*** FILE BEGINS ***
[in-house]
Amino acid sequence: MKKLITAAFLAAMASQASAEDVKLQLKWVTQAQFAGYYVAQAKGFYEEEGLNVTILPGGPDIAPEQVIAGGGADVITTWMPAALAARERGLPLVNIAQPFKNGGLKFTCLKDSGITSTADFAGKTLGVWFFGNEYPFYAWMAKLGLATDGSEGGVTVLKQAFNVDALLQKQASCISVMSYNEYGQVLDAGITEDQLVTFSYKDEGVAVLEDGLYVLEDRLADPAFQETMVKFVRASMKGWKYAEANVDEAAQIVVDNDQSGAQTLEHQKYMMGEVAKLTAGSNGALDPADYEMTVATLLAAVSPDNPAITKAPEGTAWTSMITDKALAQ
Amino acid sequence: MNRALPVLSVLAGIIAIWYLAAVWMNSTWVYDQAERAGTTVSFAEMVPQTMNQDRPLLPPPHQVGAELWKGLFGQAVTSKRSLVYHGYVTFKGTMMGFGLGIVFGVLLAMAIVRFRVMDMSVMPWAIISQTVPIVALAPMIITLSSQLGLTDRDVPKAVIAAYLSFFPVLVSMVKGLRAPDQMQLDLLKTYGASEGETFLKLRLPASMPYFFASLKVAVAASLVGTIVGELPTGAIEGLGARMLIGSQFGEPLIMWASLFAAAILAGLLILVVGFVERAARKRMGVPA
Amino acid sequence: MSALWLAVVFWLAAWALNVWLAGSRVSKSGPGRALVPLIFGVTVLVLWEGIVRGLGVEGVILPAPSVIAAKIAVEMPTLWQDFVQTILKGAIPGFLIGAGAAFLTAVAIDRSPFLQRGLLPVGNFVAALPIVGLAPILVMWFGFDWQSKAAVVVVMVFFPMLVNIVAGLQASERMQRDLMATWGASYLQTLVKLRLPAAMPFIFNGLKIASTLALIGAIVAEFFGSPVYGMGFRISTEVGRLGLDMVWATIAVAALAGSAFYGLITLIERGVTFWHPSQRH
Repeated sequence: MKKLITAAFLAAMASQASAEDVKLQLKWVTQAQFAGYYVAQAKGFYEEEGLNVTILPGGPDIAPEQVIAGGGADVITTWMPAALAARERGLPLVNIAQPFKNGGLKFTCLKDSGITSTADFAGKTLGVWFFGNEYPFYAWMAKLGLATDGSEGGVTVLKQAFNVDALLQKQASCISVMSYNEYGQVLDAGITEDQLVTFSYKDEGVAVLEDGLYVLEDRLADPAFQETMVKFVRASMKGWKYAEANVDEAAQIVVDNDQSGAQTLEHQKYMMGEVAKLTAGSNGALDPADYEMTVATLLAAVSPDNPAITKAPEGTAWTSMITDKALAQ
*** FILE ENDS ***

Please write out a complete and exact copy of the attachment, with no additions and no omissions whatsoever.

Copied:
[in-house]
Amino acid sequence: MKKLITAAFLAAMASQASAEDVKLQLKWVTQAQFAGYYVAQAKGFYEEEGLNVTILPGGPDIAPEQVIAGGGADVITTWMPAALAARERGLPLVNIAQPFKNGGLKFTCLKDSGITSTADFAGKTLGVWFFGNEYPFYAWMAKLGLATDGSEGGVTVLKQAFNVDALLQKQASCISVMSYNEYGQVLDAGITEDQLVTFSYKDEGVAVLEDGLYVLEDRLADPAFQETMVKFVRASMKGWKYAEANVDEAAQIVVDNDQSGAQTLEHQKYMMGEVAKLTAGSNGALDPADYEMTVATLLAAVSPDNPAITKAPEGTAWTSMITDKALAQ
Amino acid sequence: MNRALPVLSVLAGIIAIWYLAAVWMNSTWVYDQAERAGTTVSFAEMVPQTMNQDRPLLPPPHQVGAELWKGLFGQAVTSKRSLVYHGYVTFKGTMMGFGLGIVFGVLLAMAIVRFRVMDMSVMPWAIISQTVPIVALAPMIITLSSQLGLTDRDVPKAVIAAYLSFFPVLVSMVKGLRAPDQMQLDLLKTYGASEGETFLKLRLPASMPYFFASLKVAVAASLVGTIVGELPTGAIEGLGARMLIGSQFGEPLIMWASLFAAAILAGLLILVVGFVERAARKRMGVPA
Amino acid sequence: MSALWLAVVFWLAAWALNVWLAGSRVSKSGPGRALVPLIFGVTVLVLWEGIVRGLGVEGVILPAPSVIAAKIAVEMPTLWQDFVQTILKGAIPGFLIGAGAAFLTAVAIDRSPFLQRGLLPVGNFVAALPIVGLAPILVMWFGFDWQSKAAVVVVMVFFPMLVNIVAGLQASERMQRDLMATWGASYLQTLVKLRLPAAMPFIFNGLKIASTLALIGAIVAEFFGSPVYGMGFRISTEVGRLGLDMVWATIAVAALAGSAFYGLITLIERGVTFWHPSQRH
Repeated sequence: MKKLITAAFLAAMASQASAEDVKLQLKWVTQAQFAGYYVAQAKGFYEEEGLNVTILPGGPDIAPEQVIAGGGADVITTWMPAALAARERGLPLVNIAQPFKNGGLKFTCLKDSGITSTADFAGKTLGVWFFGNEYPFYAWMAKLGLATDGSEGGVTVLKQAFNVDALLQKQASCISVMSYNEYGQVLDAGITEDQLVTFSYKDEGVAVLEDGLYVLEDRLADPAFQETMVKFVRASMKGWKYAEANVDEAAQIVVDNDQSGAQTLEHQKYMMGEVAKLTAGSNGALDPADYEMTVATLLAAVSPDNPAITKAPEGTAWTSMITDKALAQ